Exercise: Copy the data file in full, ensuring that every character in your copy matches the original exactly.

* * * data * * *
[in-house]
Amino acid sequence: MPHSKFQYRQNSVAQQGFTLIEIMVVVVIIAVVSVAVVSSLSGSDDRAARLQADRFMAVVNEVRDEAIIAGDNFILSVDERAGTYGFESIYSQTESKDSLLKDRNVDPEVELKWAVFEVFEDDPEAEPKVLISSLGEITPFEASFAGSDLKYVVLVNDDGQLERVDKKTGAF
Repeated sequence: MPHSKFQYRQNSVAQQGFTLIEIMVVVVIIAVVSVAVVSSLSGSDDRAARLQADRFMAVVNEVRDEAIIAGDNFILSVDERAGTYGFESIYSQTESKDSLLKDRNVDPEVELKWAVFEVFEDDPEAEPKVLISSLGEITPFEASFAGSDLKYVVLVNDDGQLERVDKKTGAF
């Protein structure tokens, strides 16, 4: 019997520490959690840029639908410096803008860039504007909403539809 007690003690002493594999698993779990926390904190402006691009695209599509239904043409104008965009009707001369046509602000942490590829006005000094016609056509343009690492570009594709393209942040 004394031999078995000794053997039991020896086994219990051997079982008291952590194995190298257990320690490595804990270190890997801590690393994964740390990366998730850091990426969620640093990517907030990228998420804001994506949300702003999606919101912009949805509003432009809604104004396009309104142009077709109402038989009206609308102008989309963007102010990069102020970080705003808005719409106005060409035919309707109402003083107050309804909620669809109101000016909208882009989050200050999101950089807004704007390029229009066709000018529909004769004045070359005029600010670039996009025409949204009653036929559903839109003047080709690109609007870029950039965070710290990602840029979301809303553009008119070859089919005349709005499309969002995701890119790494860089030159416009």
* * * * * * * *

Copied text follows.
[in-house]
Amino acid sequence: MPHSKFQYRQNSVAQQGFTLIEIMVVVVIIAVVSVAVVSSLSGSDDRAARLQADRFMAVVNEVRDEAIIAGDNFILSVDERAGTYGFESIYSQTESKDSLLKDRNVDPEVELKWAVFEVFEDDPEAEPKVLISSLGEITPFEASFAGSDLKYVVLVNDDGQLERVDKKTGAF
Repeated sequence: MPHSKFQYRQNSVAQQGFTLIEIMVVVVIIAVVSVAVVSSLSGSDDRAARLQADRFMAVVNEVRDEAIIAGDNFILSVDERAGTYGFESIYSQTESKDSLLKDRNVDPEVELKWAVFEVFEDDPEAEPKVLISSLGEITPFEASFAGSDLKYVVLVNDDGQLERVDKKTGAF
């Protein structure tokens, strides 16, 4: 019997520490959690840029639908410096803008860039504007909403539809 007690003690002493594999698993779990926390904190402006691009695209599509239904043409104008965009009707001369046509602000942490590829006005000094016609056509343009690492570009594709393209942040 004394031999078995000794053997039991020896086994219990051997079982008291952590194995190298257990320690490595804990270190890997801590690393994964740390990366998730850091990426969620640093990517907030990228998420804001994506949300702003999606919101912009949805509003432009809604104004396009309104142009077709109402038989009206609308102008989309963007102010990069102020970080705003808005719409106005060409035919309707109402003083107050309804909620669809109101000016909208882009989050200050999101950089807004704007390029229009066709000018529909004769004045070359005029600010670039996009025409949204009653036929559903839109003047080709690109609007870029950039965070710290990602840029979301809303553009008119070859089919005349709005499309969002995701890119790494860089030159416009």